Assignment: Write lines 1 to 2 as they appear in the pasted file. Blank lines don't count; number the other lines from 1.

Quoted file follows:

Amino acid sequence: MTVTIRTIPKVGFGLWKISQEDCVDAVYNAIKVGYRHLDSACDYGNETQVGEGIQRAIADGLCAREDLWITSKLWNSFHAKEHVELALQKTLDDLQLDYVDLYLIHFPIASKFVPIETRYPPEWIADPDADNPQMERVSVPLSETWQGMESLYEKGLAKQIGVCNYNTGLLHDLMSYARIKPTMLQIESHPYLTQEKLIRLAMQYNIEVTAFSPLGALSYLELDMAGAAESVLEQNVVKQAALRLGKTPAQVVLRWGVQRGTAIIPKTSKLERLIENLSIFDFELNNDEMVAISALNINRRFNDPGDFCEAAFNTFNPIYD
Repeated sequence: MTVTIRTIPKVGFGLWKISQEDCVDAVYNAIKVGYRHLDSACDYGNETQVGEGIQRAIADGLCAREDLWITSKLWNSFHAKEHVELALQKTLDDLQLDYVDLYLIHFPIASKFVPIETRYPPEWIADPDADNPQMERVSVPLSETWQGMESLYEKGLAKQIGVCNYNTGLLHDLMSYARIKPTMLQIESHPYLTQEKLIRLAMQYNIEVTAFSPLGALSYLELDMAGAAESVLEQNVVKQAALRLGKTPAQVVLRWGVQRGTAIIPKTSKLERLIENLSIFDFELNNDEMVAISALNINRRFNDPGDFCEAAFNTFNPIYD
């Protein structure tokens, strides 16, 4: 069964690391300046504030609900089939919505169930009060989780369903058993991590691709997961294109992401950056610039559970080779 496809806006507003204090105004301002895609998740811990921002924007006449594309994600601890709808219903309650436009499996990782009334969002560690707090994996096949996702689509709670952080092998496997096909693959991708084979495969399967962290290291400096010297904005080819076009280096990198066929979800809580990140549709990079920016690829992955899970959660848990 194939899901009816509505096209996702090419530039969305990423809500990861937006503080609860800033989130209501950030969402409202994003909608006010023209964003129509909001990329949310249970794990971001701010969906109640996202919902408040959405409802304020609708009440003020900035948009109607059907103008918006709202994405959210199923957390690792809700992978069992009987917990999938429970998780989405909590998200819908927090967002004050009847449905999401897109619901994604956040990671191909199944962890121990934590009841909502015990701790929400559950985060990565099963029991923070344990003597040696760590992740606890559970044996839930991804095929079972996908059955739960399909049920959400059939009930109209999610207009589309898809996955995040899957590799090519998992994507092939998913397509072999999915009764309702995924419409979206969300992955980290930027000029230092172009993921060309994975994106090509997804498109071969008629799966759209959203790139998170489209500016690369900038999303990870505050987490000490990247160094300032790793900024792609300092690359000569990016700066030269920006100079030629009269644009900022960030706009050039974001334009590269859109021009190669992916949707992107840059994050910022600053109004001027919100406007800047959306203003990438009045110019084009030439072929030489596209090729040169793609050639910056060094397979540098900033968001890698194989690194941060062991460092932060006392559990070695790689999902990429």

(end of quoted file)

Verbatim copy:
Amino acid sequence: MTVTIRTIPKVGFGLWKISQEDCVDAVYNAIKVGYRHLDSACDYGNETQVGEGIQRAIADGLCAREDLWITSKLWNSFHAKEHVELALQKTLDDLQLDYVDLYLIHFPIASKFVPIETRYPPEWIADPDADNPQMERVSVPLSETWQGMESLYEKGLAKQIGVCNYNTGLLHDLMSYARIKPTMLQIESHPYLTQEKLIRLAMQYNIEVTAFSPLGALSYLELDMAGAAESVLEQNVVKQAALRLGKTPAQVVLRWGVQRGTAIIPKTSKLERLIENLSIFDFELNNDEMVAISALNINRRFNDPGDFCEAAFNTFNPIYD
Repeated sequence: MTVTIRTIPKVGFGLWKISQEDCVDAVYNAIKVGYRHLDSACDYGNETQVGEGIQRAIADGLCAREDLWITSKLWNSFHAKEHVELALQKTLDDLQLDYVDLYLIHFPIASKFVPIETRYPPEWIADPDADNPQMERVSVPLSETWQGMESLYEKGLAKQIGVCNYNTGLLHDLMSYARIKPTMLQIESHPYLTQEKLIRLAMQYNIEVTAFSPLGALSYLELDMAGAAESVLEQNVVKQAALRLGKTPAQVVLRWGVQRGTAIIPKTSKLERLIENLSIFDFELNNDEMVAISALNINRRFNDPGDFCEAAFNTFNPIYD